“Well, it’s not the best first impression I ever made.” Darquin watched the data flicker on the screen. “Do you already know what’s in here?”

Ryath grinned, amused by his blatant attempt to change the subject. “No. Only suspicions.”

Darquin blinked as the datapad flagged a four-year-old cargo manifest. “I think I see why.”

Through one of her probes, she homed in on the readout. Judging from his eye movements, he was focusing on one of the names that had signed the form…Morden.

Darquin programmed the crackware to fill another data crystal with everything it could get. “If he’s in here, there’s gotta be more.”

Ryath looked away from one of the other names, that of Tilar. “More than you realize, Tomás.”


 

From her probes, she could see Morgan nodding to Carlacci beside her before she eased the next door open.

Carlacci stood outside, watching the corridor for anyone else who might arrive.

Darquin snatched up his digital loot and headed out, flashing Carlacci a grin as they met in the corridor, regretting it instantly. Looking into Carlacci’s face was like seeing a time-dilated mirror image of himself a month ago.

Morgan was out just a moment later, face hard. “More slave quarters. Not empty.”

Carlacci blinked, looking past Darquin to find Morgan. “Hell. They saw you?”

She shook her head. “Asleep, mostly.”

“Can we take them with us?”

“We might.” Then Morgan added, softly, “They’re children.”

“Christ,” Carlacci whispered. “How many?”

“We can carry about 20,” Darquin offered.

Ryath stepped forward to join their impromptu huddle. “Remember what I’ve said.”

Darquin nearly crushed the electronic sniffer in his fist. “You mean about caution? You heard ’em. Our options just narrowed–” He glanced over his shoulder. “Incoming.”

The Rangers are about to move for cover when Ryath raised her hand. “Wait. Stay close to me.”

A mist ran over them, quickly dissipating as three guards, thick and large humanoids from high-gravity worlds, walked into their view and opened the door to one of the slave rooms for a moment. Shaking his head, one of them grumbled to the other and pulled out of his pocket a comm unit, little more than a microphone with an underpowered comm relay. Carlacci glanced around from Morgan and Darquin to the hooded techno-mage in front of them. The guards weren’t at all aware of them.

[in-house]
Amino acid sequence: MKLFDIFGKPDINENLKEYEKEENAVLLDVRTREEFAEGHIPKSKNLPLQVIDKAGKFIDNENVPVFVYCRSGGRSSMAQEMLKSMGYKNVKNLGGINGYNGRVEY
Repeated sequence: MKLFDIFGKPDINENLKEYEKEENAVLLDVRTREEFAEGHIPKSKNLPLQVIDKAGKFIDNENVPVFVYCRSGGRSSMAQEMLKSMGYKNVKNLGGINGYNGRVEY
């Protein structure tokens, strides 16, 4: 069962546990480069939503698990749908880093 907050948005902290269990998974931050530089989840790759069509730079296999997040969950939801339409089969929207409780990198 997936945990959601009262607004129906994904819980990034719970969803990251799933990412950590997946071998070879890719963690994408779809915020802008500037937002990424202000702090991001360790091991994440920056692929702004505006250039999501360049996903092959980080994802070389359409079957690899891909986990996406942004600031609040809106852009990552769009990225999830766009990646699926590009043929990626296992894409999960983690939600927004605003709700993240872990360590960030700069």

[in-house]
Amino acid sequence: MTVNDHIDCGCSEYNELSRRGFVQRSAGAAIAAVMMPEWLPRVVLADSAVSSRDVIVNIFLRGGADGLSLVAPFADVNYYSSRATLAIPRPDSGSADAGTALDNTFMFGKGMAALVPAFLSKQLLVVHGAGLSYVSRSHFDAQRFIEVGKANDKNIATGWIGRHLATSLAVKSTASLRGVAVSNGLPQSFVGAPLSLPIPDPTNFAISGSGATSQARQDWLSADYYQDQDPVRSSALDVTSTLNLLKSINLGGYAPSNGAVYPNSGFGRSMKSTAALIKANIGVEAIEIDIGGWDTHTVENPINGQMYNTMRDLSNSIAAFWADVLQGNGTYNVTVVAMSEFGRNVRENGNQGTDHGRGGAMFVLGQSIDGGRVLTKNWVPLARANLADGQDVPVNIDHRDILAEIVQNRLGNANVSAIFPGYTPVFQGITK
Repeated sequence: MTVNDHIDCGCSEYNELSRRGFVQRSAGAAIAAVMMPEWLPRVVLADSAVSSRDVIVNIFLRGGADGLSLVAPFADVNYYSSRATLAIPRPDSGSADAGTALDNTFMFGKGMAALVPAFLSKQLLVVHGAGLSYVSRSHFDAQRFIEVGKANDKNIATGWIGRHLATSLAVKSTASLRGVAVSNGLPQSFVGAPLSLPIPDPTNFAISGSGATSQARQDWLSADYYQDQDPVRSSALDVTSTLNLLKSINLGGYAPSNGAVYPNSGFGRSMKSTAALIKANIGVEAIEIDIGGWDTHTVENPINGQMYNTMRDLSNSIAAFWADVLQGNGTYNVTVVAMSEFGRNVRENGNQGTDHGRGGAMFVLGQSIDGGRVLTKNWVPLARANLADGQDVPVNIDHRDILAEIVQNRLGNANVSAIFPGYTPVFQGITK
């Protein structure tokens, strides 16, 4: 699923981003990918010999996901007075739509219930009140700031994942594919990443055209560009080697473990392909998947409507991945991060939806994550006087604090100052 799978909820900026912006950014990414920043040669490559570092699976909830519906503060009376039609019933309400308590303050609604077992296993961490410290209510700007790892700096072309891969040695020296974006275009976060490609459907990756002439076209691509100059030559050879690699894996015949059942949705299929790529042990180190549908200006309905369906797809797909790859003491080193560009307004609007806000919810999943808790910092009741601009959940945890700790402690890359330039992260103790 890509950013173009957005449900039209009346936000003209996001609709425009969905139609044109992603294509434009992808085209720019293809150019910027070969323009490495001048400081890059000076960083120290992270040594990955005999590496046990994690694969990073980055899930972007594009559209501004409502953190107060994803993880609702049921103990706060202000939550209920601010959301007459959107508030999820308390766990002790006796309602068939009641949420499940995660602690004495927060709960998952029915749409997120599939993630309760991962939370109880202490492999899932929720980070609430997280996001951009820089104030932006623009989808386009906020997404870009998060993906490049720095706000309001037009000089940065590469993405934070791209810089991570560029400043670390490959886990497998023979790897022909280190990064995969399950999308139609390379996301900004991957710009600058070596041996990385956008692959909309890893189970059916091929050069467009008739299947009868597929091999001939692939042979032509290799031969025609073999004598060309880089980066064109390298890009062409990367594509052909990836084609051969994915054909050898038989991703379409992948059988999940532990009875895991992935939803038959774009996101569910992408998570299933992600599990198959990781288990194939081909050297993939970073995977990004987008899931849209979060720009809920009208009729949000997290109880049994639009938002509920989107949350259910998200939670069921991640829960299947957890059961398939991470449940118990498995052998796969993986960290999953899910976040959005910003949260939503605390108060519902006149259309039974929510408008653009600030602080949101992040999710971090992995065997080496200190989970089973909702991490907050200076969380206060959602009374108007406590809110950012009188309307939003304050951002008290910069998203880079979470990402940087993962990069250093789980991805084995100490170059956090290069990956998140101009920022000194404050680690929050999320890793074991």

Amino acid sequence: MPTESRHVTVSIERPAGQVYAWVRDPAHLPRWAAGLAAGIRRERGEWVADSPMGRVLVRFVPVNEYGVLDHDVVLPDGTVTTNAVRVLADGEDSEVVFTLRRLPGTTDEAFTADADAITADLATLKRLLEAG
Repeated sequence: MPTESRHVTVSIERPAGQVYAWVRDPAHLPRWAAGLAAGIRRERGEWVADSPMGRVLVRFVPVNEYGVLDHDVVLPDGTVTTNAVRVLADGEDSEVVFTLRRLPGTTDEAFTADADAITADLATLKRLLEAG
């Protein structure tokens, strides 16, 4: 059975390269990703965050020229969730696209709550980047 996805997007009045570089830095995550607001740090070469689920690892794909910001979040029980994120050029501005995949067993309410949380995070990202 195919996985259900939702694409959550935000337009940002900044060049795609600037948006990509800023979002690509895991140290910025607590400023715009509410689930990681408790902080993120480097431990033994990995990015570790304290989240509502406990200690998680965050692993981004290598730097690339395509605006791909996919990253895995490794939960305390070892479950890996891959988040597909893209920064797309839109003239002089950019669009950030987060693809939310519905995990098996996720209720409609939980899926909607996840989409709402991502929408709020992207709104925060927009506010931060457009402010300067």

“Cheys,” the comm unit announced wearily.

“The count is the same, my Lord,” the guard said.

Morgan scowled, trying to overhear.

“Is it,” Cheys answered. “Very well, call my valets to my study. Quickly now.”

The guard thumbed his comm unit and led his cohort back the way they came.

“The holo-shield is still in place,” Ryath said. “We’re quite safe.”

Carlacci stepped forward, fingers still white around the grip of his pike.

“Did that sound like what I thought it did?” Darquin said.

Ie.” Morgan’s eyes were dark as she glanced around, thinking.

“Centauri do like having child valets,” Carlacci said. “Now what?”

“We hurry.”

“I’ll catch up. Once I find a data junction,” Darquin said, twirling his folded pike as he put it away, “we go steppin’.”

Ryath pointed ahead of them. An access panel in the distance shimmered. “Hurry, Tomás.”

“Just watch me.”

Carlacci nodded as Darquin ran into the corridor, tools in hand. “After you, Morgan.”

“Let’s check the rest of the rooms first – don’t want to miss anyone.”

“Right.” He was off quickly.

“Ryath.” Morgan waited until the mage turned and faced her. “Understand. We have to do this. It will stop Cheys from finishing his deal. By saving a few, we can in effect save them all. That is why we’re here.”

“As I am, Commander. I am here…to help. And as you might soon learn, I mean what I say.”

Carlacci returned quickly. “That’s it. He must be low on stock, to be filling orders with children,” he said, his low voice carrying a venom Morgan had never heard from him before.

Morgan agreed with him, but didn’t comment.

Tools between his lips, Darquin sent another silent signal from his link, indicating he was finished.

“Let’s get those out.”

Ryath and Carlacci followed Morgan down the corridor. Darquin waited beside the access panel and stepped into line with the others as they passed. To the universe at large, their charge was unseen and unheard.


Phoenix–“Trick of the Tail (Part 3)” (c) 2001 Leslie McBride, Niki Hipwood, Jamie Lawson, Joseph Medina

Babylon 5 TM and (c) 2001 Warner Bros.